Archive for the ‘photograhy’ Category

WITH LOVE, ON VALENTINE’S DAY

February 14, 2018

Happy Valentine’s Day!

I like to imagine that these two photos were snapped on Valentine’s Day, but I really have no idea. At least, thanks in part to the letters they wrote each other during their service in WW2, I know that Helen and Frank were deeply in love when these pictures were taken. They were newlyweds, separated for months at a time, with only their letters and prayers to keep them together and in love. My parents remained deeply in love for the 52 years of their marriage. This is the last day to purchase the e-book of their story, WITH LOVE, WHEREVER YOU ARE, at the sale price, $2.99.  But don’t go away. I have more photos to share.

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WITH LOVE, for Grandfather “Pete”

February 8, 2018

Pete 1942 (2)

Although I was barely 3 when my Grandfather Daley died, I remember him. I’m sure stories have blended with memory so that I can’t separate them, but I don’t want to. I called him “Pete,” not “Grandfather” or any variation thereof. I sensed his kindness and good humor. One story of where my “Dandi” name came from says that when I was born, Pete declared, “She’s a dandy!” I can still see him leaving our house and heading for his car, with me running after him, begging to come along. This photo from 1942 is labeled Camp Robinson. The Arkansas camp trained soldiers and housed German prisoners during WW2. And from 1942-1944, a Medical Training Replacement Center was located there to train soldiers as medical personnel. 13,500 trainees passed through in 8-week training cycles. The time was shortened if medics were needed more quickly. Pete is briefly mentioned in a couple of anecdotes in WITH LOVE, WHEREVER YOU ARE. Like many of the characters in the novel, Pete deserves his own book.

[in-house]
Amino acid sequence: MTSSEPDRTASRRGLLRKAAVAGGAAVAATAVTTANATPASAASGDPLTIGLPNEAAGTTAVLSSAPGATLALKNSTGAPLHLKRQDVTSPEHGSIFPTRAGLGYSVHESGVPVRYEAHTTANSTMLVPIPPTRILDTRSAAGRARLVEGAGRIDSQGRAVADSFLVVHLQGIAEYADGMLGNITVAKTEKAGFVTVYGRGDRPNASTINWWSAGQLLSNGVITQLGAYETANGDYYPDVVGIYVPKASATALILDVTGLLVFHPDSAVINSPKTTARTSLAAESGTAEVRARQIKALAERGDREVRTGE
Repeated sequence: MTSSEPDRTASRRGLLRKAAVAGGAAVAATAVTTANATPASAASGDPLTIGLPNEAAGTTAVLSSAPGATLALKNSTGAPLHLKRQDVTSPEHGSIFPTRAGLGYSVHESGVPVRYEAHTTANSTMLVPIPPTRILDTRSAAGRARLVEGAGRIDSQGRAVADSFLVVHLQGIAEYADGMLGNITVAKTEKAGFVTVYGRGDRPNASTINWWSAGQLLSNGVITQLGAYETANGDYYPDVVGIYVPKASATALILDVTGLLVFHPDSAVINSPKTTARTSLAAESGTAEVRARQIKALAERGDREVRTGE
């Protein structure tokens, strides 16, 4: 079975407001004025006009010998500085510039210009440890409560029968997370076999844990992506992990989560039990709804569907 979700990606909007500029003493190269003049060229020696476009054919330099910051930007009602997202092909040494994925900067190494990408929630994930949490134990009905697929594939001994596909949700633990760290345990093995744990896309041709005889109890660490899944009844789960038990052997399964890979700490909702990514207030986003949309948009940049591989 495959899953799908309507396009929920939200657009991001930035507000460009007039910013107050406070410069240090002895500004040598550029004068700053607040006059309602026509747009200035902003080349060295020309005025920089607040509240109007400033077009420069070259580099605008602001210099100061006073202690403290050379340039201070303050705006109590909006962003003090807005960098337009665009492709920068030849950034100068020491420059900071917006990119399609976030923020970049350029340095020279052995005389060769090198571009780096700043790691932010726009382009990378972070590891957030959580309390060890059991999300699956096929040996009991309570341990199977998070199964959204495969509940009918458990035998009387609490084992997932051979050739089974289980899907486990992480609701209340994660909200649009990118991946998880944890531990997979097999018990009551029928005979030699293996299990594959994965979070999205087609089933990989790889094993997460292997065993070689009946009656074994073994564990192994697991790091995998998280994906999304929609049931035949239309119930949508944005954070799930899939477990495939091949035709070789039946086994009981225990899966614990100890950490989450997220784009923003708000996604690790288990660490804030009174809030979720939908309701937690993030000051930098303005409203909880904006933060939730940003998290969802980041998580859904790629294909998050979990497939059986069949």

FRANK’S PATIENTS

February 6, 2018

Frank and patients (2)

Captain Frank R. Daley was sent from a wartime makeshift hospital in Alsace-Lorraine to a battlefield battalion aid station inside wartime Germany . . . probably because he refused to cut his hair (Helen loved those thick curls.) and, to add insult to injury, then said to his bald commanding officer, “So it’s true then.” “What?” demanded the officer. Frank shook his head and replied, “Misery really does love company.” Frank didn’t get the haircut, but he did get a freight train to the battlefield. He joined a British unit and performed surgeries in tents with mud floors. Toward the end of the war, he was able to doctor civilians, as well as soldiers. This is a photo of just a few of those patients.

WHOEVER YOU ARE, WITH LOVE

February 2, 2018

susan deauville (2)

Not far from Paris, the seaside village of Deauville has long been considered the “Queen of the Norman Beaches.” During WW2, the German army occupied Deauville and Normandy. German forces took over villas, hotels, and even the casino until D-Day, when the Allies forced the German troops out of Normandy and Deauville. My mom, Lt. Helen Eberhart is standing next to a woman I don’t recognize, but who, on the back of the photo is called “Susan.” Nurse Helen worked with many nurses not mentioned in WITH LOVE, WHEREVER YOU ARE, women who cared for their patients in such difficult circumstances. When I look at this picture, taken in 1944, I hope these two brave women are on a break, enjoying a walk by the sea. I’m sure they deserve it.

 

WITH LOVE, FRANK’S PHOTOS

January 25, 2018

write table vittel fr (2)